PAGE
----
Although laser technology naturally heats up matter, a group of U.S. scientists cooled liquids with laser in world first. The team reported that they were able to cool down a liquid by 36 degrees F or 20 degrees Celsius with help from an infrared laser and a nanocrystal.
The newly-found method may be later used for precision cooling in various fields including medicine, engineering, and technology, researchers hope.
Peter Pauzauskie, senior researcher involved in the study and materials science and engineering expert at University of Washington, said that his team was able to refrigerate liquids with laser under normal conditions for the first time ever.
Pauzauskie admitted that his team was not so sure whether the experiment would be a success because liquids such as water usually warm when in contact with a source of light. But the method used was unique in the world.
The team designed a nano-crystal and placed it in a drop of water. Next they directed a blue-shifted laser beam into the crystal’s direction. The atoms in the tiny crystal absorbed the photons in the beam.
When the atom releases the photon, it is at a higher energy level than the photon that entered. This carries heat away, effectively cooling the crystal and the water around it.
But the photons that are released by atoms have a higher energy level than those that enter. This is how heat manages to escape and the crystal and the liquid around it are cooled. Researchers noted that the escaped energy during the experiments had a reddish-green glow.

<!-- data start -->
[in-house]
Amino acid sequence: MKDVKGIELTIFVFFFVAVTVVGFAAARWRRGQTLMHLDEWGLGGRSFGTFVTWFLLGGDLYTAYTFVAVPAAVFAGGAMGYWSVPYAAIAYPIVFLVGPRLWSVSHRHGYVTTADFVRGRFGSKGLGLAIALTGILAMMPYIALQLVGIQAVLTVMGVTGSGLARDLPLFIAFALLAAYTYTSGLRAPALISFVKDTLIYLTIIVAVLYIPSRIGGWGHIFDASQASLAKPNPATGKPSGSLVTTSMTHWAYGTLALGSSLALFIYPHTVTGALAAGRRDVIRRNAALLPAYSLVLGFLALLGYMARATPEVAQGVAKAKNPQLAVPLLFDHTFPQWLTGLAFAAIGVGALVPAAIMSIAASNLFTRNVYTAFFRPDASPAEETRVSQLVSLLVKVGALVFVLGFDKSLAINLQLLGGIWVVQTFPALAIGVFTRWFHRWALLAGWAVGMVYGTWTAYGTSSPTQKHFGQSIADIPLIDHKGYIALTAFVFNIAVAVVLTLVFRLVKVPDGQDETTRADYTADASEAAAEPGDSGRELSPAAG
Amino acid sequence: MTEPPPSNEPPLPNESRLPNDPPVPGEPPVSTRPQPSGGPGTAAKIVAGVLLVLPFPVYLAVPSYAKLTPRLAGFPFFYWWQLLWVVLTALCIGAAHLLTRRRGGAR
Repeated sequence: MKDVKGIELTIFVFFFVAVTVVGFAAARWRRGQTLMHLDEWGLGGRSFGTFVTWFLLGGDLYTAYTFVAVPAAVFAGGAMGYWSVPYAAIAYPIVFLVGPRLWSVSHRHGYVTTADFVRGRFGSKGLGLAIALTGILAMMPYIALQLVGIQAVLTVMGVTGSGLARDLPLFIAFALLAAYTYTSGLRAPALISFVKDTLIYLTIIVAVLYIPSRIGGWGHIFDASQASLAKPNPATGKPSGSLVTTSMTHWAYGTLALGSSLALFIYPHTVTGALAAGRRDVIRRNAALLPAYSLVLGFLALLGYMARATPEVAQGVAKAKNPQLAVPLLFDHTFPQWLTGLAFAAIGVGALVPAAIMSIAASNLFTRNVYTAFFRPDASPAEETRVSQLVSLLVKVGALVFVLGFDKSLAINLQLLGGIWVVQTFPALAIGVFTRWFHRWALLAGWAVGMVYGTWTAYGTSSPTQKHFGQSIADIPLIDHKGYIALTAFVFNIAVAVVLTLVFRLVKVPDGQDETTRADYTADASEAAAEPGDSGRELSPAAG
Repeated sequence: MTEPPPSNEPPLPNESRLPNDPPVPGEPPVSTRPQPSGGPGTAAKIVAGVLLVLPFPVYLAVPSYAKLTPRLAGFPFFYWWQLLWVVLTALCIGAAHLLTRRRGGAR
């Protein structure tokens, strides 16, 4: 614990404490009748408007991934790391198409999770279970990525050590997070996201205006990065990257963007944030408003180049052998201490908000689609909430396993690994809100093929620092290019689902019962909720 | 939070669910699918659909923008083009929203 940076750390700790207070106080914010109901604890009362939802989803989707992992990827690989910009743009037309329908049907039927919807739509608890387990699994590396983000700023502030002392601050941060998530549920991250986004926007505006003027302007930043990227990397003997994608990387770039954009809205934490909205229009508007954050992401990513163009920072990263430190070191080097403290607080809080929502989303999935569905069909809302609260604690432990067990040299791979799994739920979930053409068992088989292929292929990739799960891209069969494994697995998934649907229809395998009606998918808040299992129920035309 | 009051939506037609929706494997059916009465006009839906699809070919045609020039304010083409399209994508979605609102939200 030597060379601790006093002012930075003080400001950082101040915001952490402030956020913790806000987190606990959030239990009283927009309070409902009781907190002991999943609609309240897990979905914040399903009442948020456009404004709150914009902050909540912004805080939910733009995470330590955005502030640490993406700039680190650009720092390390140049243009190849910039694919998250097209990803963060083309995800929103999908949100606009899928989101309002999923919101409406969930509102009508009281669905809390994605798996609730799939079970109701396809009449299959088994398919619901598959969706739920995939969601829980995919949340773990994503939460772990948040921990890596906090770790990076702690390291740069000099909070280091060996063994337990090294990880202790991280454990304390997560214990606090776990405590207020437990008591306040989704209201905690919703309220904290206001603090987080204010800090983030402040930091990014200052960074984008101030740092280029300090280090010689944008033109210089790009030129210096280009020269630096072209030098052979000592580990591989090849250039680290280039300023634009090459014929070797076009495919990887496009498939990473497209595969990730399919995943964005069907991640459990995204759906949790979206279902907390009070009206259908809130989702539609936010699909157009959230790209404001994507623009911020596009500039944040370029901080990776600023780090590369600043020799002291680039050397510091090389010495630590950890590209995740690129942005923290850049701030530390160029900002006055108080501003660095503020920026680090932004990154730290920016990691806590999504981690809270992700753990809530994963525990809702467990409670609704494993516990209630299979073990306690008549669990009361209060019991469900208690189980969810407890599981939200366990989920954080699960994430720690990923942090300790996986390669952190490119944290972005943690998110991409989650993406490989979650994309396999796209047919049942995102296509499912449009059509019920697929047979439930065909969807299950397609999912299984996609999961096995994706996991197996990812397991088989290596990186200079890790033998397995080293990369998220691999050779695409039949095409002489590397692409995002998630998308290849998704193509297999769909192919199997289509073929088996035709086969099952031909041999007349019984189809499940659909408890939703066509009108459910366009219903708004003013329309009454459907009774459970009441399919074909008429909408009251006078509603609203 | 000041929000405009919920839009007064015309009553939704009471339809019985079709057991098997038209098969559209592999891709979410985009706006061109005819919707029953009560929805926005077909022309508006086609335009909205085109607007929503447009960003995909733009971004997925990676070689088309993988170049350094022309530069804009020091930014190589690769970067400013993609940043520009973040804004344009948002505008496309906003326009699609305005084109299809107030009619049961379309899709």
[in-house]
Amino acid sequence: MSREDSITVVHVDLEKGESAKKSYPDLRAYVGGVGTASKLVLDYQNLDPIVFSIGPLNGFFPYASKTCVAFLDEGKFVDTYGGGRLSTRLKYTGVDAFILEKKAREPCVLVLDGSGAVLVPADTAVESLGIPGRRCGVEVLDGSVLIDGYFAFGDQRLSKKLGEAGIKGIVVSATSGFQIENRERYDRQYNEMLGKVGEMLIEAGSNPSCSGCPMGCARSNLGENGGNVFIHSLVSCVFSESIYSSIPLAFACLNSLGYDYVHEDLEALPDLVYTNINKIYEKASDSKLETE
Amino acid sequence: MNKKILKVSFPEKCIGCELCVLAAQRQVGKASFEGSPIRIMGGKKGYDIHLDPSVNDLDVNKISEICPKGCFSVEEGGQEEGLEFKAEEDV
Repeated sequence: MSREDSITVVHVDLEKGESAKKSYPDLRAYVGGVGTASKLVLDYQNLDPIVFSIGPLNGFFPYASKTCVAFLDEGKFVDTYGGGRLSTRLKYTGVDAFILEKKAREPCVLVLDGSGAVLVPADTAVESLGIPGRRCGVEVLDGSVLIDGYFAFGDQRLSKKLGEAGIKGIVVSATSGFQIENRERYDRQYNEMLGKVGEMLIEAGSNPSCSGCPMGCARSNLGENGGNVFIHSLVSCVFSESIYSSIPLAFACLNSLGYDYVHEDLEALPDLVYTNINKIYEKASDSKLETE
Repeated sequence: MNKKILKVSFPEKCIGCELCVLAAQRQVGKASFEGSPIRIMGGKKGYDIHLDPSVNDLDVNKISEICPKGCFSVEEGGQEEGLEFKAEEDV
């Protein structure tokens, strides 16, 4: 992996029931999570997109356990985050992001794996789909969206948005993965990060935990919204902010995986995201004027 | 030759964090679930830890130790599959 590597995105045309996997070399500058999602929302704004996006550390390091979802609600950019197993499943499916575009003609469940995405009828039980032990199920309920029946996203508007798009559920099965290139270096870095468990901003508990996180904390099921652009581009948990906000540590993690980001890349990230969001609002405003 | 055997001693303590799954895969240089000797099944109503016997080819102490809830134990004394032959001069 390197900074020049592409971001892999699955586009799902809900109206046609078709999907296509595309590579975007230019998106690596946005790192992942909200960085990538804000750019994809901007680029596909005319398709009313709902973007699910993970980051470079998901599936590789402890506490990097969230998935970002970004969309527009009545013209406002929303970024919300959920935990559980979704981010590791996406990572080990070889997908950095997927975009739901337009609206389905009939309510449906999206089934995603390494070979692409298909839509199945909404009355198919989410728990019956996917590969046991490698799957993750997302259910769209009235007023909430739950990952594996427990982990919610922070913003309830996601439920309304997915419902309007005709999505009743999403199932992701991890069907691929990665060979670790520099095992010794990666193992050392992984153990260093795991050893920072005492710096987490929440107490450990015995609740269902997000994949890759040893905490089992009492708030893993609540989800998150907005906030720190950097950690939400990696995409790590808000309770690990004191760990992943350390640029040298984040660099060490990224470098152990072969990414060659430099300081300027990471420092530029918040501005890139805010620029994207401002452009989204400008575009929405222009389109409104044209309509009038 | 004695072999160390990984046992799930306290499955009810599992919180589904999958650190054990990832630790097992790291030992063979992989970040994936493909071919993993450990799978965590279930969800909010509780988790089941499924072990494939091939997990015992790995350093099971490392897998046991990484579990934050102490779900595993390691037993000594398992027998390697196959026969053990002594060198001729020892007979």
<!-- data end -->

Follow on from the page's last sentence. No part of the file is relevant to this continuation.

Study authors said that their greatest challenge was to design a tool and find a method to measure the temperature within the crystal with hints provided by the light that trapped it.
UW engineers believe that their work can have various applications. For instance, microprocessors could be shielded against overheating. In medical research, scientists could use the technique to freeze a single nerve cell and observe how the brain rewires with no harm done to the nearby tissue. Cells could be put on slow motion while dividing or repairing, thus helping scientists better understand how these processes occur.
Pauzauskie noted that scientists worldwide are eager to learn how cells divide and take a deeper insight into enzymes and other molecules. But to date, there wasn’t a way to refrigerate these microscopic particles to analyze them further.
“Using laser cooling, it may be possible to prepare slow-motion movies of life in action,”
Laser cooling has a major advantage – it is extremely precise. So, you don’t have to refrigerate an entire cell, which may prove damaging or could alter its behavior, but only a tiny fraction.
A research paper on the technique was recently published in the Proceedings of the National Academy of Sciences.
Image Source: Flickr
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